Depression can occur while you’re pregnant (antenatal) or shortly after the birth of a child (postpartum). Postpartum depression is a serious condition, and is listed in the Diagnostic and Statistical Manual V or DSM V.
Researchers have linked several social factors to the ‘baby blues’ – and this condition may be more widespread than we think. What can you do to reduce your chances of feeling depressed when you’re having a baby?
DSM V: Pregnancy Depression
What is pregnancy depression, technically-speaking? The DSM V lists postpartum depression as, “Major Depression with peripartum onset.” DSM V is the current book of diagnoses for psychiatric disorders, and explains this condition as a major depression starting in pregnancy, or up to four weeks after delivery.
The DSM V states that 3% to 5% of women who have babies experience the condition.
Depression During Pregnancy: More Prevalent Than We Think?
Katherine Stone, founder of Post-partum Progress, however, believes the percentage listed is too low, and the time frame is too brief. She blogs that evaluating based on the shorter time frame prevents women who experience depression surrounding a pregnancy from getting a correct diagnosis.
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Research supports Stone’s view. Katherine L. Wisner, M.D, a researcher at Northwestern University, conducted the largest study of postpartum women yet to date, and published the results earlier this year. After interviewing 10,000 women following birth, Dr. Wisner reported one in seven women ‘screened positive for depression.” That’s 14%, much higher than the 3-5% suggested in the DSM V.
Of those women who had depressive symptoms, 19.3% “thought of harming themselves.” The study also associated a diagnosis of an anxiety disorder before pregnancy with developing depression during or after pregnancy.
PostPartum Depression Research: Social Support and Social Conflict
The DSM V states that about half of peripartum depressions occur before birth. Researchers have studied a variety of factors to see if they contribute to the likelihood of depression in pregnancy, and found that a lack of social support and social conflict are key. In a 2007 study, Dr. Westdahl and colleagues conducted interviews with 1047 pregnant women and girls from in the period that ranges from early pregnancy up through 1 year after their baby was born.
Perhaps it is not surprising that pregnant women with the least social support were more likely to be depressed. Researchers measured social support on a seven-item scale, including whether you have someone to talk to about a problem, or borrow money from in an emergency.
Another social issue the researchers measured was social conflict. The researchers measured the intensity of the conflict within the pregnant women’s social interactions on another scale and found that social conflict increased risk of depressive symptoms like crying and feelings of hopelessness even more than a lack of social support.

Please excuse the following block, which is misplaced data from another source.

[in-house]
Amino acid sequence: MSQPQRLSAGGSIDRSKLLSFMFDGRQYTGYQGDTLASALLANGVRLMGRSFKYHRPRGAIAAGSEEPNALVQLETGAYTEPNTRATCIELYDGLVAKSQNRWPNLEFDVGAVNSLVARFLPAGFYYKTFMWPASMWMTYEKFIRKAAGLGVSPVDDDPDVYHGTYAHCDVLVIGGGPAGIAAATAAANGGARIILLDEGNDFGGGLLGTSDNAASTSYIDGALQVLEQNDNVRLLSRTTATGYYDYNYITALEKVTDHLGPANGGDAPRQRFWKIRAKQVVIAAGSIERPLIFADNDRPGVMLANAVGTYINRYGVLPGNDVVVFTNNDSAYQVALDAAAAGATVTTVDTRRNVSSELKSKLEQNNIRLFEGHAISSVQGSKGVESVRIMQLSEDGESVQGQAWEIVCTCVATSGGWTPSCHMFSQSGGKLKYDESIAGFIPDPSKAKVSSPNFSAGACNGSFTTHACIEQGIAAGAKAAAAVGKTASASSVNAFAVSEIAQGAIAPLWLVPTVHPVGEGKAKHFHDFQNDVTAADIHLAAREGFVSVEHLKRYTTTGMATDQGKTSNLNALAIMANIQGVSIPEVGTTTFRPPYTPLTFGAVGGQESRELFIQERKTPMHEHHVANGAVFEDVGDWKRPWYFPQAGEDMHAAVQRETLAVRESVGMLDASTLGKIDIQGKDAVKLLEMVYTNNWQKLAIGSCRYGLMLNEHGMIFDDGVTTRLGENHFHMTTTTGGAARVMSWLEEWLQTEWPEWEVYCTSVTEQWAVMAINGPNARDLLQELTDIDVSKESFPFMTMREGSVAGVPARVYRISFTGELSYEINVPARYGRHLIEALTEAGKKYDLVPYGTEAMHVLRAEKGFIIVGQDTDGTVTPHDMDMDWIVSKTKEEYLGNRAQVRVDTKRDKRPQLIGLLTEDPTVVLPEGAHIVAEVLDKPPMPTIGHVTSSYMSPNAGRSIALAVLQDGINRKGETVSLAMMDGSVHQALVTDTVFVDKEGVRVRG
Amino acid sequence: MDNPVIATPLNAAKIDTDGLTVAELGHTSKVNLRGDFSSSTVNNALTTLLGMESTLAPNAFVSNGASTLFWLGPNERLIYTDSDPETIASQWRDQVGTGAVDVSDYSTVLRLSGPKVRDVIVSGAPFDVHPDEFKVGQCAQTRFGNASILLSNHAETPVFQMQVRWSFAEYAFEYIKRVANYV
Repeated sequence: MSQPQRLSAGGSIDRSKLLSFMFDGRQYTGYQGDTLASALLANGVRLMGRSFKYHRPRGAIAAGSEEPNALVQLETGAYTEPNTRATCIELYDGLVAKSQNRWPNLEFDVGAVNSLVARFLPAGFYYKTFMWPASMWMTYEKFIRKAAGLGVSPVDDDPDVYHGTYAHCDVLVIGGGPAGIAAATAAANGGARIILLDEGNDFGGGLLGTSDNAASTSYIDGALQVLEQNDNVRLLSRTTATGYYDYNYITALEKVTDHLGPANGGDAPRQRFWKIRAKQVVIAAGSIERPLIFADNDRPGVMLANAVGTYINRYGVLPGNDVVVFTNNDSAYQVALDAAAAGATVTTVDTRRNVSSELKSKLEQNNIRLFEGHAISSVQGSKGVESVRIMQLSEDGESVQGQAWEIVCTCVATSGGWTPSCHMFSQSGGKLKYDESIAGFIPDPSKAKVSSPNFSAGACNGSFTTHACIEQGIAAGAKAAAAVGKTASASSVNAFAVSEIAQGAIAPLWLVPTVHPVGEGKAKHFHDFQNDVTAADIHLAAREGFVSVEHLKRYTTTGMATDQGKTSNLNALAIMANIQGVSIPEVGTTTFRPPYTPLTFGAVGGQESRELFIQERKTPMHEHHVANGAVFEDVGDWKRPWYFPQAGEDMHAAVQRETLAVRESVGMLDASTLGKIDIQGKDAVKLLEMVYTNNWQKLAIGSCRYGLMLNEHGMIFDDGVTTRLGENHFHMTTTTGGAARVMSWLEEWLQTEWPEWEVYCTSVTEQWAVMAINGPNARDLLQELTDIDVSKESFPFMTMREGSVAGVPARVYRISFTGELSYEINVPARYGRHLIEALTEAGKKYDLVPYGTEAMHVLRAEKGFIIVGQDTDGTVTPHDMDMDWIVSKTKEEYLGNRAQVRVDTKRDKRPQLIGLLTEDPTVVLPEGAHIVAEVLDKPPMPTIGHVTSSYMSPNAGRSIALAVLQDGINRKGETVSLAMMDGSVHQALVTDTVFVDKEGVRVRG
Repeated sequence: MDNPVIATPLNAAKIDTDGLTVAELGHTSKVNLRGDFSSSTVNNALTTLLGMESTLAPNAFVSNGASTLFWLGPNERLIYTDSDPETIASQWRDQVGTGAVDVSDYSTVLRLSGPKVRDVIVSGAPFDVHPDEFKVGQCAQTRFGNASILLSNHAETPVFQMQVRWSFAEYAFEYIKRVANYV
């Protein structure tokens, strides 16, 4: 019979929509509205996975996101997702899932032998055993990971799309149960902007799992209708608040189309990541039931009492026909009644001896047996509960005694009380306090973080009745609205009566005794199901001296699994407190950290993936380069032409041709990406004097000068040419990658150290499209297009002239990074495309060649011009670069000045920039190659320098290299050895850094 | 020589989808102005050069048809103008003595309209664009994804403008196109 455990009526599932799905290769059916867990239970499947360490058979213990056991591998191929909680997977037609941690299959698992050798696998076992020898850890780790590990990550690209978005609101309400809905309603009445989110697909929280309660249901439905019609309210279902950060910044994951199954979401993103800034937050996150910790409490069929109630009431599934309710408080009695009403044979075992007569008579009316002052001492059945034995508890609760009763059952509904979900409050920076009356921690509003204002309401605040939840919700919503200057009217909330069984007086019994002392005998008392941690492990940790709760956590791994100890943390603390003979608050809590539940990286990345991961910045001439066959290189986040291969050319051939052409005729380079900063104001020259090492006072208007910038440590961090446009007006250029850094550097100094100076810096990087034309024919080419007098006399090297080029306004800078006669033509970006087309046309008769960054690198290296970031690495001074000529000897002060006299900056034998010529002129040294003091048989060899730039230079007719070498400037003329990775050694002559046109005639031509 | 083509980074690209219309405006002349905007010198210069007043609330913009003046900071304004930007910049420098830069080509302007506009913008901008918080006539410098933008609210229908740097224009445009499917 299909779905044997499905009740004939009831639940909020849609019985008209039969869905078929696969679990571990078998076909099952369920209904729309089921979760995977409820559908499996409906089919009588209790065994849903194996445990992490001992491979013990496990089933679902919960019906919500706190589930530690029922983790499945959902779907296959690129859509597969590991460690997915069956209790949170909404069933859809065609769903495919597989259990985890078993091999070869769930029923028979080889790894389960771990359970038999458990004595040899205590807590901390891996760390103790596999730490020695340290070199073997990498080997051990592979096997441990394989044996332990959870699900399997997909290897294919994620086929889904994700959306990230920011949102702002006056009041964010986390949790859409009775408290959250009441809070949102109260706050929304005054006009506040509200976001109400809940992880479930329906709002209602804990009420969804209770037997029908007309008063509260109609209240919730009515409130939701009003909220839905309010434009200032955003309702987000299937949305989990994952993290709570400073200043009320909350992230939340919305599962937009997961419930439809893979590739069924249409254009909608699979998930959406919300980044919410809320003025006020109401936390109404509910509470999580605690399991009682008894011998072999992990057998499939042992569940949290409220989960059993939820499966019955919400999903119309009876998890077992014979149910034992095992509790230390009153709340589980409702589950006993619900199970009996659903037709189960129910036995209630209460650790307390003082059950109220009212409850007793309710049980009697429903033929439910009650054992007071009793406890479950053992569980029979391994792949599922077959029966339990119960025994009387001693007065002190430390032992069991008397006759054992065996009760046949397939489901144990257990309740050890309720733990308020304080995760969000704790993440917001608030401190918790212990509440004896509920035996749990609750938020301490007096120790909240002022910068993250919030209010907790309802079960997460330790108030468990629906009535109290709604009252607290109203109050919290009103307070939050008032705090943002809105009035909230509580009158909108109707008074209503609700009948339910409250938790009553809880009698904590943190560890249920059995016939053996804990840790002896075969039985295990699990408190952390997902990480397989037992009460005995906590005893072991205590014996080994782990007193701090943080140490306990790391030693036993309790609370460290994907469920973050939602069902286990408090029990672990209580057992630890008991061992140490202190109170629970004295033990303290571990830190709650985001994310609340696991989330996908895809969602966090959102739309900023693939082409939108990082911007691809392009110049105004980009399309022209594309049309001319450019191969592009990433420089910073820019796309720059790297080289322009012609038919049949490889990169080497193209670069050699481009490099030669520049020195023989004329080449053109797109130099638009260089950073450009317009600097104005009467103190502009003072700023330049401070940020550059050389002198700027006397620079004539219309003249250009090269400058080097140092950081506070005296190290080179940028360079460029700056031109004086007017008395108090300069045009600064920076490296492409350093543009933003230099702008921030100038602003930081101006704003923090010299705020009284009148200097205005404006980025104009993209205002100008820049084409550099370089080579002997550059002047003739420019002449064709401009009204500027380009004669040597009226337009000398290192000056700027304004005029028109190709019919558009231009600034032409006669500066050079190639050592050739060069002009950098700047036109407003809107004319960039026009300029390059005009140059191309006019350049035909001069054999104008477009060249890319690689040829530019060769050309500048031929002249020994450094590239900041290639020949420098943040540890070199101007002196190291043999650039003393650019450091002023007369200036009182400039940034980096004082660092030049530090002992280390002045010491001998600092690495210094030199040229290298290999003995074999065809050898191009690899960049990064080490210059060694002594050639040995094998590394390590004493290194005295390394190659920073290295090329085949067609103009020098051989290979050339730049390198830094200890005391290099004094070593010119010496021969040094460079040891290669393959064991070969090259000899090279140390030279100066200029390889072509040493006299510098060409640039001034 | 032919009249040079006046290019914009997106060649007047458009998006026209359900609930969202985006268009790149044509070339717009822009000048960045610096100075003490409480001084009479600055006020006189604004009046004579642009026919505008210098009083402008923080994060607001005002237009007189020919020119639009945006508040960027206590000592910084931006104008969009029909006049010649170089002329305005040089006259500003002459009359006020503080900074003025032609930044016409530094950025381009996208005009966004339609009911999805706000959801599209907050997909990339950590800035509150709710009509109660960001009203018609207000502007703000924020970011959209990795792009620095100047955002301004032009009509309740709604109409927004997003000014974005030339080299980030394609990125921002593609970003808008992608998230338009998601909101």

This study found rates of depressive symptoms varied from 11% to those with few risk factors to 78% of those with more risk factors.
Having depressive symptoms is not the same as being diagnosed with major depression, which is part of the reason the percentages are so much higher than the percentage of those the DSM 5 expects to have a diagnosis of major depression associated with pregnancy.
Pregnancy Depression: Implications of the Research
If you’re pregnant, and have little or no social support, seek it out. As a society, we should encourage community programs, religious organizations, and even friends and neighbors to provide support for pregnant women, even if the support is just a sympathetic ear.
Social conflict in pregnancy is a red flag signaling a higher potential for depression. For the sake of the mother, and the sake of the baby, efforts to insulate pregnant women from social conflict should be high priority.
Paul, Marla. Surprising Rate of Women Have Depression After Childbirth: One in Every Seven Women have Significant Depressive Symptoms. Northwestern University. (2013) Accessed October 16, 2013.
Stone, Katherine. What The New DSM-V Says About Postpartum Depression & Psychosis. Postpartum Progress. (2013). Accessed October 16, 2013.
Westdahl, C. et al. Social Support and Social Conflict as Predictors of Prenatal Depression. Obstetrics and Gynecology (2007). Accessed October 16, 2013.© Copyright 2013 Gina Putt: Sociology, All rights Reserved. Written For: Decoded Pregnancy